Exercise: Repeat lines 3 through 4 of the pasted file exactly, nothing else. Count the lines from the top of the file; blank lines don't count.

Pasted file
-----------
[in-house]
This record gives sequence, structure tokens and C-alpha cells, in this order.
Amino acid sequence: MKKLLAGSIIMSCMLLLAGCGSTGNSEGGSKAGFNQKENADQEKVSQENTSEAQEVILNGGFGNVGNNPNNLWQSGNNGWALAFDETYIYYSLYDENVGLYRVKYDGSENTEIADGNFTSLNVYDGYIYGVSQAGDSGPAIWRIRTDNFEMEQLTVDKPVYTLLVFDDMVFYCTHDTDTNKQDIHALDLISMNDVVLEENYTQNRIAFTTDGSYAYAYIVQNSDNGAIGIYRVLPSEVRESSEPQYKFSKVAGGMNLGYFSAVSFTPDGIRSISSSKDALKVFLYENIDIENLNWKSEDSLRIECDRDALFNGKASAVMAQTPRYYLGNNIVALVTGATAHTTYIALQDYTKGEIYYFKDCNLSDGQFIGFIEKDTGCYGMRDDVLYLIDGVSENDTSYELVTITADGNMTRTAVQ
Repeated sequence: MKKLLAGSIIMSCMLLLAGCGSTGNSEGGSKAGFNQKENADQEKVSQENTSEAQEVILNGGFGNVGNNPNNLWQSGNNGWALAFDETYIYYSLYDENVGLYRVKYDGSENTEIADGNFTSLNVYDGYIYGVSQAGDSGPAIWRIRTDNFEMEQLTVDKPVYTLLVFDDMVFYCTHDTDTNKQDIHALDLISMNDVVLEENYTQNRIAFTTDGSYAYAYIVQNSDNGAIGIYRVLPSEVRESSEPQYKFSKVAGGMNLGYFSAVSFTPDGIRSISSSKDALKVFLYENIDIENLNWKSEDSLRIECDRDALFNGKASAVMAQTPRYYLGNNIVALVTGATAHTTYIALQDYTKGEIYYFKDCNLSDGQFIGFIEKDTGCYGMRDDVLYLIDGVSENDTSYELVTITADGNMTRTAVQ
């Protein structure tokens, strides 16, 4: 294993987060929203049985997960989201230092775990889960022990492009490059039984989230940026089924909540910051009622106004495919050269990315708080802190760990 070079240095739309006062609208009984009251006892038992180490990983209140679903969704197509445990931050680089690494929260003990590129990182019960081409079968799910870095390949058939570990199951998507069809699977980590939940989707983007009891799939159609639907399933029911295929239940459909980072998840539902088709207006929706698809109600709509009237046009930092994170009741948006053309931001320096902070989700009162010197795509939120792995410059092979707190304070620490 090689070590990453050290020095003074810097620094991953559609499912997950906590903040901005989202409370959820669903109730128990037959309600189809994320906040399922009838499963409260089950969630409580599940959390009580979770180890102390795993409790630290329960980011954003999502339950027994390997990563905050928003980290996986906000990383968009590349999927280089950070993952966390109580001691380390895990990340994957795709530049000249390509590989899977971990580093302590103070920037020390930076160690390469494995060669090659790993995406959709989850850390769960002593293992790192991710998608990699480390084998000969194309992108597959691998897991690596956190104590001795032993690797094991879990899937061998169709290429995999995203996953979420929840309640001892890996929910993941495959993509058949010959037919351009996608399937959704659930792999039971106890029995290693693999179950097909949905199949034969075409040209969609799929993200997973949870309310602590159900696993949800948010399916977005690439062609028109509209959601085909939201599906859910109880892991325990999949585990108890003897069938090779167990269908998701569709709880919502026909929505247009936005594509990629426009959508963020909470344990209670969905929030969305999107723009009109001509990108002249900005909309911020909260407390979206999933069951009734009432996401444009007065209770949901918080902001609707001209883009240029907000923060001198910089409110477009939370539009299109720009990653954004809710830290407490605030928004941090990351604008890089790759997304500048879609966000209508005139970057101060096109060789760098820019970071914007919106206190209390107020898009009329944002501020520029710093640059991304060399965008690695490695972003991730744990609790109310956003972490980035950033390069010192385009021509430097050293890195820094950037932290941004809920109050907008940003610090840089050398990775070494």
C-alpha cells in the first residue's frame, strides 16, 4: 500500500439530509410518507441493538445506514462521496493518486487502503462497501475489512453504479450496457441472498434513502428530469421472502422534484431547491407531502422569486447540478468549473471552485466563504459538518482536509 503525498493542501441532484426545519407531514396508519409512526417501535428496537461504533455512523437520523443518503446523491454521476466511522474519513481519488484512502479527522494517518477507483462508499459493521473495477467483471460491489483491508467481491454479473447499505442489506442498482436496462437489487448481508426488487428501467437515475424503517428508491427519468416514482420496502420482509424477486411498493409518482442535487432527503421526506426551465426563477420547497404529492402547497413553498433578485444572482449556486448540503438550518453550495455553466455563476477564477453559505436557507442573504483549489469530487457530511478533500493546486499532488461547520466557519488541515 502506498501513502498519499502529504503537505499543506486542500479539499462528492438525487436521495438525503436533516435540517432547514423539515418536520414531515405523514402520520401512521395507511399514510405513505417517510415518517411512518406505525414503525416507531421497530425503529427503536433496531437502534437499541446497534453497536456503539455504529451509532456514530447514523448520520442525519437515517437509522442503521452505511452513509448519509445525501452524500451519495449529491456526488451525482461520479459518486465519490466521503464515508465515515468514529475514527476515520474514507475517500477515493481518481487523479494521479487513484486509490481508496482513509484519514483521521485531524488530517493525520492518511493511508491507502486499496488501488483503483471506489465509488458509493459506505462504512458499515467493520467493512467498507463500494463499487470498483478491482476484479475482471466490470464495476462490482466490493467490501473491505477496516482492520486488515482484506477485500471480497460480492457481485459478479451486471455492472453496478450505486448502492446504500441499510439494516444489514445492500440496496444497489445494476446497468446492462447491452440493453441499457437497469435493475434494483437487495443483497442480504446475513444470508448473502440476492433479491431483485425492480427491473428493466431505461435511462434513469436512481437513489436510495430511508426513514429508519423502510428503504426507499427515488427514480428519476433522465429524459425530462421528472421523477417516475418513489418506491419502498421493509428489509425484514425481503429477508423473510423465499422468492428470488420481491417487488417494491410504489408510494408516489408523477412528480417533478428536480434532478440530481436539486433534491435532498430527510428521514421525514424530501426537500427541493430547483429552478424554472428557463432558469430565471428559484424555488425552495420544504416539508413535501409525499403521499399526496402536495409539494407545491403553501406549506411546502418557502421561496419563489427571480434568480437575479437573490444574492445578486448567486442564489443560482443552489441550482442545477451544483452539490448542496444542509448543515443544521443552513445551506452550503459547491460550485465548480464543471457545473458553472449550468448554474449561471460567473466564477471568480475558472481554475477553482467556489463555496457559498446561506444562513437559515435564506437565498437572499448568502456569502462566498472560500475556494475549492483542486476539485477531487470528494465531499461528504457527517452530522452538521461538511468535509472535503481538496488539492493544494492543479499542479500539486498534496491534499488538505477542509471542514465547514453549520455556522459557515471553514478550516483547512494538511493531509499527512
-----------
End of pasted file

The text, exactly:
Amino acid sequence: MKKLLAGSIIMSCMLLLAGCGSTGNSEGGSKAGFNQKENADQEKVSQENTSEAQEVILNGGFGNVGNNPNNLWQSGNNGWALAFDETYIYYSLYDENVGLYRVKYDGSENTEIADGNFTSLNVYDGYIYGVSQAGDSGPAIWRIRTDNFEMEQLTVDKPVYTLLVFDDMVFYCTHDTDTNKQDIHALDLISMNDVVLEENYTQNRIAFTTDGSYAYAYIVQNSDNGAIGIYRVLPSEVRESSEPQYKFSKVAGGMNLGYFSAVSFTPDGIRSISSSKDALKVFLYENIDIENLNWKSEDSLRIECDRDALFNGKASAVMAQTPRYYLGNNIVALVTGATAHTTYIALQDYTKGEIYYFKDCNLSDGQFIGFIEKDTGCYGMRDDVLYLIDGVSENDTSYELVTITADGNMTRTAVQ
Repeated sequence: MKKLLAGSIIMSCMLLLAGCGSTGNSEGGSKAGFNQKENADQEKVSQENTSEAQEVILNGGFGNVGNNPNNLWQSGNNGWALAFDETYIYYSLYDENVGLYRVKYDGSENTEIADGNFTSLNVYDGYIYGVSQAGDSGPAIWRIRTDNFEMEQLTVDKPVYTLLVFDDMVFYCTHDTDTNKQDIHALDLISMNDVVLEENYTQNRIAFTTDGSYAYAYIVQNSDNGAIGIYRVLPSEVRESSEPQYKFSKVAGGMNLGYFSAVSFTPDGIRSISSSKDALKVFLYENIDIENLNWKSEDSLRIECDRDALFNGKASAVMAQTPRYYLGNNIVALVTGATAHTTYIALQDYTKGEIYYFKDCNLSDGQFIGFIEKDTGCYGMRDDVLYLIDGVSENDTSYELVTITADGNMTRTAVQ